In the words of Kendrick Lamar:
I got, I got, I got, I got
Loyalty, got royalty inside my DNA
Cocaine quarter piece, got war and peace inside my DNA
I got power, poison, pain and joy inside my DNA
I got hustle though, ambition, flow, inside my DNA
I was born like this, since one like this, Immaculate conception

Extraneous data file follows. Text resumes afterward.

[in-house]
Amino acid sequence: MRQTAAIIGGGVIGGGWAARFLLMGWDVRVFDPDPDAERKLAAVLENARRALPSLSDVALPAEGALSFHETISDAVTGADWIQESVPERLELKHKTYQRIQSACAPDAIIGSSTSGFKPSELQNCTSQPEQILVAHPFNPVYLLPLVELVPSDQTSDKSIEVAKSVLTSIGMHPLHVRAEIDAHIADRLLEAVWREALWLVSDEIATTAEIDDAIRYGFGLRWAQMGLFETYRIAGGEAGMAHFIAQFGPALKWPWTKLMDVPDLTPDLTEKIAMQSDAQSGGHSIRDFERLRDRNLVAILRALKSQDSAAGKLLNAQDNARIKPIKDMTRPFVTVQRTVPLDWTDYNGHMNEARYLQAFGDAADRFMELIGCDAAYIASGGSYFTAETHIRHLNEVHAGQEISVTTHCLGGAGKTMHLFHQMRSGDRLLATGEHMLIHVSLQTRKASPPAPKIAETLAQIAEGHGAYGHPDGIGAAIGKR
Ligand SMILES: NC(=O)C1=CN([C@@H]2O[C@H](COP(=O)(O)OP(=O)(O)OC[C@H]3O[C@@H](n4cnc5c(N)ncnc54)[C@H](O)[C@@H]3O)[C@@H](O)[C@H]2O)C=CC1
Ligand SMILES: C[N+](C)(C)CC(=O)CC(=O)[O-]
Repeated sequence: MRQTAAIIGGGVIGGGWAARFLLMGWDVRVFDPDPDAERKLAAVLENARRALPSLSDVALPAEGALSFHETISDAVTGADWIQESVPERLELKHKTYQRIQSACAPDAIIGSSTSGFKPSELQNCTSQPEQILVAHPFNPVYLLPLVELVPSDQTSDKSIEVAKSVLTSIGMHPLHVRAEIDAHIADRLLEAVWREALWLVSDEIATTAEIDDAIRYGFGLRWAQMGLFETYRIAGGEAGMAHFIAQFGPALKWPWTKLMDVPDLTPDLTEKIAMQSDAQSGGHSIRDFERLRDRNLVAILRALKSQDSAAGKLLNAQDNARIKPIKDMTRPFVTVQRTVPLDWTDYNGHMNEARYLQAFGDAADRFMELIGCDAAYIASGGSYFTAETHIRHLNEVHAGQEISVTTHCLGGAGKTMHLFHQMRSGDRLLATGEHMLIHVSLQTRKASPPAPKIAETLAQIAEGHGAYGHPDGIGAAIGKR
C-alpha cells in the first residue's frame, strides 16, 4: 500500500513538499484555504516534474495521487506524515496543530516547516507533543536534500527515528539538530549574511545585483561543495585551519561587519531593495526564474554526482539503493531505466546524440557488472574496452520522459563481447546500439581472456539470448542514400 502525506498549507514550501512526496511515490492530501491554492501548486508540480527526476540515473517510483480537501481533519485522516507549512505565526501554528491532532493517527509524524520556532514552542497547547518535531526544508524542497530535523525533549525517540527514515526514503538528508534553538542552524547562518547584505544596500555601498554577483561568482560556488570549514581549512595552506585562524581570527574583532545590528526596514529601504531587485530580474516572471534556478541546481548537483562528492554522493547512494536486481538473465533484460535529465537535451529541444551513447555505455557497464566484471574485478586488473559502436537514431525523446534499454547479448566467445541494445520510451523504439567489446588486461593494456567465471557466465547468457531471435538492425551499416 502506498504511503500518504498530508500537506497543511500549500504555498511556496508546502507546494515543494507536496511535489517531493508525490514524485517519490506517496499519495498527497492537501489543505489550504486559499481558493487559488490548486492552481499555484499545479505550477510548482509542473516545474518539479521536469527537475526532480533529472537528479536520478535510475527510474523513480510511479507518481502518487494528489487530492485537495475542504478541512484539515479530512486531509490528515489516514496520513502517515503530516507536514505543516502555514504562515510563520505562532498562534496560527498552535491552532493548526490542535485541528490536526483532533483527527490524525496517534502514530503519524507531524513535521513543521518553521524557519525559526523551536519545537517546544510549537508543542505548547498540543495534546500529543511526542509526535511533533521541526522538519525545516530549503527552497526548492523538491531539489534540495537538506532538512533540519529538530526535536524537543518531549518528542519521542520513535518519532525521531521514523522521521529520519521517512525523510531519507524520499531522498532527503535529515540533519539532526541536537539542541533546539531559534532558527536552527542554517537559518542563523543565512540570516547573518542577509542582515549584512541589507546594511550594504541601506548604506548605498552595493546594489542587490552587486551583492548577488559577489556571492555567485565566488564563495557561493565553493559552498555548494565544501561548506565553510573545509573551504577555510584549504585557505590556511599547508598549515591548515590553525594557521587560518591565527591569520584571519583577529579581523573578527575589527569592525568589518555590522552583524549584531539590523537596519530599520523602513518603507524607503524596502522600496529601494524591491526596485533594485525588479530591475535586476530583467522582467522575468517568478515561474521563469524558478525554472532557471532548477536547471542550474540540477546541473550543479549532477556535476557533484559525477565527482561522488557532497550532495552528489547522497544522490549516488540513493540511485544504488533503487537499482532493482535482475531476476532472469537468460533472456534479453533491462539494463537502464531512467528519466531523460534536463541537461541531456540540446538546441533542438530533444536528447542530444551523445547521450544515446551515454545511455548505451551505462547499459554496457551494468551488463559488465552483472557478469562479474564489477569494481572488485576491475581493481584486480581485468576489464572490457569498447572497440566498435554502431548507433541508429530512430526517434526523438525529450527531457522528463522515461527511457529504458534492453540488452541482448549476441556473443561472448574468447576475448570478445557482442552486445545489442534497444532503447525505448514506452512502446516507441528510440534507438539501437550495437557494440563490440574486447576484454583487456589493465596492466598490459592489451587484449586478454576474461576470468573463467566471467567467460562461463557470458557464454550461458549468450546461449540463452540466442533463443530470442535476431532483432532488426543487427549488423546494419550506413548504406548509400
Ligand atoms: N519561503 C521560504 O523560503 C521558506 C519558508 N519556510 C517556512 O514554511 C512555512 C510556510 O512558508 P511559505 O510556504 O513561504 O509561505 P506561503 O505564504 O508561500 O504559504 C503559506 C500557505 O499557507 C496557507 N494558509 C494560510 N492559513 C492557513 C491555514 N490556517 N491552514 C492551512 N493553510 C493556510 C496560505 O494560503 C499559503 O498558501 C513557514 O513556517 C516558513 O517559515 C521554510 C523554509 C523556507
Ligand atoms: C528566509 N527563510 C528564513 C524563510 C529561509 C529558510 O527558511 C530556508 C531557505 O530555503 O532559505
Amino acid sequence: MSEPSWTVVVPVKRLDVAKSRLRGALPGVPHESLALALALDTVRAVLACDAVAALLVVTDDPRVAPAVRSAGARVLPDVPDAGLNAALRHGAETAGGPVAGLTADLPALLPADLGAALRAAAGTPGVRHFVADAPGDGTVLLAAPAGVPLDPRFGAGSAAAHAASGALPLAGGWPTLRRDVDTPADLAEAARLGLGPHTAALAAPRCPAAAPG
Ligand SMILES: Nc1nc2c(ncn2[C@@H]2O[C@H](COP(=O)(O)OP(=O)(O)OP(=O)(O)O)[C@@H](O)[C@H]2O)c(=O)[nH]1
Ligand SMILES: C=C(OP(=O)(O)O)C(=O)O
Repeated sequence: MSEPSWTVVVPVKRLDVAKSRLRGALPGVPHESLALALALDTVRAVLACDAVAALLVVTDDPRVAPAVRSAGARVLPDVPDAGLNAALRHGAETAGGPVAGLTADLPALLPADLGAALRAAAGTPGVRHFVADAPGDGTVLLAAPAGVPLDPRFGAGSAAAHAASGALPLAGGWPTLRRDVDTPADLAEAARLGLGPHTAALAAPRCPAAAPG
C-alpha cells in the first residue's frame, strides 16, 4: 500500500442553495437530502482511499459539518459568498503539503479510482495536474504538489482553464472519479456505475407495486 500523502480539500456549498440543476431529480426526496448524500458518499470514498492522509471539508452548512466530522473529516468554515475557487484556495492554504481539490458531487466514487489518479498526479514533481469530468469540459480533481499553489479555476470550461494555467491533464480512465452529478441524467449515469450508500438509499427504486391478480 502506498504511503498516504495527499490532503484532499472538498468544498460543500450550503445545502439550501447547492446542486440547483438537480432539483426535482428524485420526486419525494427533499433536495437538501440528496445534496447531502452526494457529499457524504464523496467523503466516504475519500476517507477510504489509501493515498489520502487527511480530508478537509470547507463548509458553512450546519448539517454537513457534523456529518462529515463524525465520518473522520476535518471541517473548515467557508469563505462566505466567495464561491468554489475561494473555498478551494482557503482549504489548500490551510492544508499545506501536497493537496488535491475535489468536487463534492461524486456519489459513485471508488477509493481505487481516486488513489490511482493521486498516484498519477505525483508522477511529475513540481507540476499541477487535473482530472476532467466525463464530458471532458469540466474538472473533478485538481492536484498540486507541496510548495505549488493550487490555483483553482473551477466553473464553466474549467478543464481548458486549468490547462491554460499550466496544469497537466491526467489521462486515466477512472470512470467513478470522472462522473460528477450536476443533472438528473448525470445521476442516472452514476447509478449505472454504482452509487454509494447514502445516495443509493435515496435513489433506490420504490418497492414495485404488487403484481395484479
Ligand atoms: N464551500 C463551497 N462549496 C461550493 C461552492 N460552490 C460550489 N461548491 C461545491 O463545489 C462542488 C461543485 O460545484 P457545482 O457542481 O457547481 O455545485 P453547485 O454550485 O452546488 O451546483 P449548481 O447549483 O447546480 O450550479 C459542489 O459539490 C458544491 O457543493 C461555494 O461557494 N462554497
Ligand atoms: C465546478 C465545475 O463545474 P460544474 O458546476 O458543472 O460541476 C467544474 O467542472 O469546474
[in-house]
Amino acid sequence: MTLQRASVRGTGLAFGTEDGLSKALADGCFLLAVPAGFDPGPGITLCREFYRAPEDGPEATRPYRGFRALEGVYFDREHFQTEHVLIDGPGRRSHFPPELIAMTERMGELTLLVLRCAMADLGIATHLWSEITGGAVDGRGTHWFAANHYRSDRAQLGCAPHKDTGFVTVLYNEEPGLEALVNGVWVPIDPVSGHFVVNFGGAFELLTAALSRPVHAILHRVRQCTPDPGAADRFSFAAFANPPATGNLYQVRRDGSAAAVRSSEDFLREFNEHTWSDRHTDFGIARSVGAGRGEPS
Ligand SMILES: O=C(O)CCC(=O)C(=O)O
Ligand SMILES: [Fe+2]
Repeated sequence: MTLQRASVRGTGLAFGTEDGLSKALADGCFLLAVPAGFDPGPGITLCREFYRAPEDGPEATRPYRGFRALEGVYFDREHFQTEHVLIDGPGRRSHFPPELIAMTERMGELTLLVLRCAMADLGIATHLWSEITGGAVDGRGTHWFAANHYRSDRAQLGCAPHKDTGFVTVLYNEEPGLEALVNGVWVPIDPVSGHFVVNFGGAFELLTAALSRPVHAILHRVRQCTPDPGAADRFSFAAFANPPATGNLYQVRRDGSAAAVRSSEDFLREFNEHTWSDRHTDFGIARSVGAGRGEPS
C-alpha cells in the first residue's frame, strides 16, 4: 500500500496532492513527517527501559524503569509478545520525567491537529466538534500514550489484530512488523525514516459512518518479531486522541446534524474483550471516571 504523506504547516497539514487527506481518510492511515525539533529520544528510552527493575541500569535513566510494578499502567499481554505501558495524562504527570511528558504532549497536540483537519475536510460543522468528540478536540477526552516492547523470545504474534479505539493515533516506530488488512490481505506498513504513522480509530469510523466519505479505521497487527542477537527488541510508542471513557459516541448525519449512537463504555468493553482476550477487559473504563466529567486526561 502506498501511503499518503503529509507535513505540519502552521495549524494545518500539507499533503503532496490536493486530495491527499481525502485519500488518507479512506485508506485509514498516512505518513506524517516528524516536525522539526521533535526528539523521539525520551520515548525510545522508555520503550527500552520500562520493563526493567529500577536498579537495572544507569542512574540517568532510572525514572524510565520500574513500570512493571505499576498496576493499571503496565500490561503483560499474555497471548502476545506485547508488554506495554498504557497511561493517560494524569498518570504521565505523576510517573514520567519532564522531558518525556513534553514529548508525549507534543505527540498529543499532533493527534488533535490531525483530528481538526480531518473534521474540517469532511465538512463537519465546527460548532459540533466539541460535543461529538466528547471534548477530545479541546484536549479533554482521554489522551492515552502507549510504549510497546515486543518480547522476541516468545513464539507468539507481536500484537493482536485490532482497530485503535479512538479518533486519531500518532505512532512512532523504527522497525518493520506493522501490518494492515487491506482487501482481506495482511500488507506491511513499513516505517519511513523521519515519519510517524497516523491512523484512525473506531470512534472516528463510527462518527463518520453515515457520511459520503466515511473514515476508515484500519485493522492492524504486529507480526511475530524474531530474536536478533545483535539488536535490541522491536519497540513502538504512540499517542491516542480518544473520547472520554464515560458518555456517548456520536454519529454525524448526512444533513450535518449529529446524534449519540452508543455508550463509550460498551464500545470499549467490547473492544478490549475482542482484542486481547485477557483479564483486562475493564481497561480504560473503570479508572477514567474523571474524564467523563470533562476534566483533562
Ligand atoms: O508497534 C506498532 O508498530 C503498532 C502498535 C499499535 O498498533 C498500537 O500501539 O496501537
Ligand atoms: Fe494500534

Before you, there was a beginning. A story between your parents and how you were conceived. What I am coming to realize is how important that story is. It is not about how it happen, but more about the two people involved and the circumstances surrounding your conception. No one ever remembers the day they were conceived or even the day they were born. I’m actually glad they left that part out. What I’m trying to convey is to do your research. After watching being Mary Jane, I was inspired to write this. The story of those before us, can help to put pieces of the puzzle together. Parents we need to do better. How do we fail to have conversations with our children about our lives before them. It appears that everyone loves to live with the elephant in the room. Two imperfect people that become perfect after having a child. Families are comfortable being in uncomfortable situations, while lying to their children. These are the same parents that taught there children to “do as I say, not as I do”. The same parents that teach their children, as youngsters to not have a voice. The children grow up believing that everything their parents say is never wrong. These same parents never admit to their wrongdoing, leaving the children feeling inadequate. Don’t get me wrong, there is a time for everything. The issue is leading your child blindly. At some point, allow your child to see your faults and mistakes. I personally believe when they are swept underneath a rug, they resurface, and the situation mimics exactly what the parents tried to avoid. On “Being Mary Jane”, the mother, an older woman, rekindled a flame with a lover from long ago. This was the same man who left her and her son a long time ago. Her son was raised by another man who fit the role of a true father. After 40 years, the mother told her son that the man she cheated with was his real father. Her son struggled with drug addiction, alcoholism, and gambling his whole life. The apple did not fall too far from the tree. Although he was placed in a loving environment, and had a great upbringing, some things he just could not avoid. The pain, addiction, and troublesome behaviors were passed down in his DNA. Some may not agree with me on this, but I know this for myself to be true. My mother didn’t tell me much but she did give me an understanding of the situation I was brewing in. My father was a drug addict, and stole my things as a child. He frequently abandoned me at the time, and was known to be a ladies man. My mother’s pain created a child of worry, guilt, and extreme compassion. For my son he was born as a protector. He felt the strength and pain within my womb, and at four he makes it his obligation. I have no problem telling my son that I am wrong. In fact, I have learned a lot from him and London. Parents that don’t think they can learn from their children are fools. At a certain age, we are responsible for our knowledge. The best knowledge is self-knowledge. We all behave in ways and many times we don’t truly understand why. There is a reason behind every mans doing. Whether it is considered good or bad. If you haven’t had the talk, do so now. Take a seat with your parents and have a conversation about the circumstances before you. I don’t need a trust fund, or my parents to set me up for this life financially. This would be nice, but teach me your struggles, your pain, the love you shared and received. Tell me how imperfectly perfect your life turned out to be. Maybe when life hits, it wouldn’t hurt so bad. Instead, I would have the tools to fight back. If you shared your struggles, I could choose different paths, because you showed me how it turned out for you. Parents don’t just share your DNA, share your story.